Discipline is not just for correcting unwanted behavior from a child; it can also be used to reinforce positive behaviors. A 2008 brain imaging study reported in "The Journal of Neuroscience" showed that children under 12 learn better from positive feedback. While teens and adults learn from their mistakes, children learn from knowing what they are doing right. By noticing a child being good and rewarding the behavior with praise, points or gifts, parents can enforce the rules and encourage more positive behaviors from their children.
What to Reward
Reward a child for doing something right, and the child is likely to repeat the behavior. Showing appreciation when he cleans his room, picks up his coat or plays nicely with his sister sends a message that these behaviors make others happy. Parents may worry about spoiling a child by rewarding him for doing something he should already do. That is not likely, according to Purdue University, unless the child is rewarded for something he did not deserve. Positive parenting involves looking at desired behavior and encouraging more of it, while paying less attention to undesirable behavior. For example, a parent may ignore a child’s fidgeting while sitting in a waiting room, but notice when the child picks up a book and starts reading by saying, “I like how patient you are being right now.”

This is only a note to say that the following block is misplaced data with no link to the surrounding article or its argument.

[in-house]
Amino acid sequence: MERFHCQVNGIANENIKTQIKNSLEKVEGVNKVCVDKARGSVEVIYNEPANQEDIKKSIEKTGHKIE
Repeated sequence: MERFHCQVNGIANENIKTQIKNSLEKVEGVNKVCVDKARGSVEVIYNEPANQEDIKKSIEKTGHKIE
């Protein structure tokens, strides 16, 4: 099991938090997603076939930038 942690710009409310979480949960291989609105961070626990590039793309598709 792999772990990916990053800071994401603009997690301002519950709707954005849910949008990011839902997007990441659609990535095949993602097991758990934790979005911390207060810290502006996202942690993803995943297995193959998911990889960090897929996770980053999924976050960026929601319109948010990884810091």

Praise is a quick way to let a child know he is doing something right, but phrasing is important. Empty praise, such as, “You are being such a good boy,” is less helpful to a child than a more specific phrase like, “It makes me happy to see you help your sister tie her shoes.” The more specific praise calls attention to the behavior, which makes it easier for the child to connect his actions with expectations for how he should behave. Well-phrased compliments for hanging up a coat, setting the table or sitting quietly in church are instant rewards that get a parent in the habit of catching a child being good.
The cheapest and easiest reward a parent can give a child is her attention. A smile and a nod can communicate that a parent is pleased. A hug or a pat on the back when a child holds hands crossing the street or uses her manners shows love and acknowledgement that a parent approves of the child’s behavior. Children want and need a parent’s approval and attention and will modify behavior to get it. Spending quality time together, as little as 10 to 15 minutes, can satisfy a child’s need for attention and keep him from using negative behavior to get a parent’s attention, said Dr. Dennis Vickers of Sinai Children’s Hospital in Chicago.
A toy, sticker or candy can be an effective reward for positive behavior. It gives a child something tangible to connect with the desired behavior and can be a strong motivator to repeat that behavior. The reward should fit the feat, with small rewards for small actions and bigger rewards for more challenging positive behaviors. Charts keep track of positive behaviors, giving instant acknowledgement while accumulating points toward bigger rewards. Children earn stickers or points for setting the table, doing homework or practicing piano. They earn bigger rewards -- a toy, a sweet treat or a trip to the zoo – when they get 10 points, for example.